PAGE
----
Steve Bradbury’s poems, essays, and translations have appeared in Jacket Magazine, Poetry International, Raritan, Subtropics, and elsewhere. A receipient of the PEN translation fund grant, he is Associate Professor of English at National Central University in Taiwan, where he edits Full Tilt: a journal of East-Asian poetry, translation and the arts.
  • Translator, Spanish
    Lisa Rose Bradford teaches at the Universidad Nacional de Mar del Plata. She has edited various compendia on translation and cultural studies and U.S. poetry anthologies in Spanish. She has published four volumes of Juan Gelman’s verse, most recently Oxen Rage in 2015.
  • Author, Portuguese
    Rosa Alice Branco teaches the Psychology of Perception and Contemporary Culture at the Institute of Art and Design near Porto, Portugal. She is the organizer of an annual poetry festival in her hometown of Aveiro, serves as Secretary to the Portuguese PEN Club, and attends international poetry festivals all over the world. Her work has been translated into numerous languages, including French, Spanish, Italian, and Arabic. In the USA, Alexis Levitin’s translations of her poems, all of them the result of spirited collaboration with the poet, have appeared in various magazines, including Artful Dodge, The Café Review, Green Mountains Review, Gulf Coast, The Hollins Critic, Marlboro Review, Metamorphosis, The New England Review, Osiris, Prairie Schooner, Salamander, Seneca Review, and The Temple.
  • Author, Spanish
    Edgar Brau is an Argentine poet, novelist, playwright, photographer, and artist. He has published numerous short stories, plays, poems, and novels, many of which have been translated into English. Edgar Brau lives in Buenos Aires.
  • Author, French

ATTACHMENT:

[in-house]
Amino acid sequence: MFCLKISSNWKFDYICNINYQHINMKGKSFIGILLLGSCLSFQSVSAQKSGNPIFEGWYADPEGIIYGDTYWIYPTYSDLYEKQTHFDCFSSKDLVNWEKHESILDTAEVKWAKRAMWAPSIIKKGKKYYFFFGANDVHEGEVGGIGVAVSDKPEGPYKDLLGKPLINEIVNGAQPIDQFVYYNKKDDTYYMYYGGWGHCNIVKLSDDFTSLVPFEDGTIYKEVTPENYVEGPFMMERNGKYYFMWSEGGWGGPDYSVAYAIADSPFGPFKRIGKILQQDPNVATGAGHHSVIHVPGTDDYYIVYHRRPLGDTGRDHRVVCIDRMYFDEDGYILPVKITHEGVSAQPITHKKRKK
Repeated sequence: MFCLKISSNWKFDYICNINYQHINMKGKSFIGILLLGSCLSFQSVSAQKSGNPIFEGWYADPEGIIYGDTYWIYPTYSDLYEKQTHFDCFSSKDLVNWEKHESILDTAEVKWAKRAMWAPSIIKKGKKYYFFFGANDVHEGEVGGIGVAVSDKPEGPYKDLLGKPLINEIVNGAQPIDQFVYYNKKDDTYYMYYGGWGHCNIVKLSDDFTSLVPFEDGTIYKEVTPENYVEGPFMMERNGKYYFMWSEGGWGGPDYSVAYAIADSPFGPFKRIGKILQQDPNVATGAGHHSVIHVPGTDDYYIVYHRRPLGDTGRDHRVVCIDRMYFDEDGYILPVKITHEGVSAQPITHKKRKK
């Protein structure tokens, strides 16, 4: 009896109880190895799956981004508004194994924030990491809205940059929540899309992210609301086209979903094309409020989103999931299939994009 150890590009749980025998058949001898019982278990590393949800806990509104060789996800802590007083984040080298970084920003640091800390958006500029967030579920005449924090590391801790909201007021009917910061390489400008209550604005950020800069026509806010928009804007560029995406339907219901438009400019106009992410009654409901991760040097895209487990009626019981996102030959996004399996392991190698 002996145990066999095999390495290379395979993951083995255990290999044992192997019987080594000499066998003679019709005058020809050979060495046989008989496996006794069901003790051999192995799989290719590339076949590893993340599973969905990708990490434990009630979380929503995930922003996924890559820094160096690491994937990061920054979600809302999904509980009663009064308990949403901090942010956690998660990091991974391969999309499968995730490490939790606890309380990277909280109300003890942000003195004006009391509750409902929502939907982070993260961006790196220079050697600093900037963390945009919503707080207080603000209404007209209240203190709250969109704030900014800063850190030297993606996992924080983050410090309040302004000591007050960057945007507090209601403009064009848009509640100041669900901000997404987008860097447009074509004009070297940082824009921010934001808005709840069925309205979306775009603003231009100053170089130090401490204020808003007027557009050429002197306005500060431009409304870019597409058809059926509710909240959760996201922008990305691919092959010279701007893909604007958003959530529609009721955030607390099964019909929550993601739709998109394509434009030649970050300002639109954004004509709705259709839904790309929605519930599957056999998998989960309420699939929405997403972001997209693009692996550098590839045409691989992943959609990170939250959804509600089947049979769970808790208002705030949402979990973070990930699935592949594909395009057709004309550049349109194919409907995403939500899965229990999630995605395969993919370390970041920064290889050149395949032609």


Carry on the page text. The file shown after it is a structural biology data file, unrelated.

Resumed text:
Jacques Brel, born in Belgium in 1929, left to seek his fortune in France as a songwriter and performer. Before his untimely death in 1978, he and his songs were known and beloved all over continental Europe through his many recordings and concerts.
  • Translator, Spanish
    Matthew Brennan earned his MFA in fiction from Arizona State University. He is a novelist, translator, short-story writer, and freelance editor, and his short fiction has received several awards and fellowships. His work has appeared in several dozen journals, most recently in Pure Slush, Fiddleblack, and the Eunoia Review, and is forthcoming from Recess Magazine. Brennan serves as an assistant fiction editor for the Hayden’s Ferry Review and Speech Bubble Magazine.
  • Author, Spanish
    Gaby Brimmer is a Mexican-Jewish disability-rights activist with cerebral palsy. She teamed up with nenowned Mexican novelist and journalist Elena Poniatowska to write the bestseller Gaby Brimmer (1979), a book about her life.
  • Editor, Translator, Italian
    Geoffrey Brock is an American poet and translator. He is author of the poetry collections Voices Bright Flags, winner of the Anthony Hecht Poetry Prize, and Weighing Light, winner of the New Criterion Poetry Prize. His poems have appeared in journals including Poetry, The NER, Subtropics, Cincinnati Review, Hudson Review, and elsewhere. He has received poetry fellowships from the National Endowment for the Arts, the New York Public Library’s Cullman Center for Scholars & Writers, and a Guggenheim Fellowship.
  • Translator, Czech
    Zdenka Brodska’s criticism has been published in venues including The New York Review of Books and she has translated widely from Czech.
  • Translator, French
    James Brook is a poet, translator, and editor living in San Francisco. His translations include Panegyric by Guy-Debord, Resistance by Victor Serge, My Tired Father by Gellu Naum, Lives of the Gods by Alberto Savinio, works by Benjamin Péret, and others. He was the principal editor of Resisting the Virtual Life: The Culture and Politics of Information and Reclaiming San Francisco: History, Politics, Culture.
  • Author, French
    Known for her sensual, queer poetics, Nicole Brossard writes in an elliptical style in these poems from her series “Villes.” These cities are not realistic, rather they’re unfamiliar and uncanny. The lack of specificity suggests an obscured but unforgotten past, and a quest “to meet the horizon the day after the horizon.”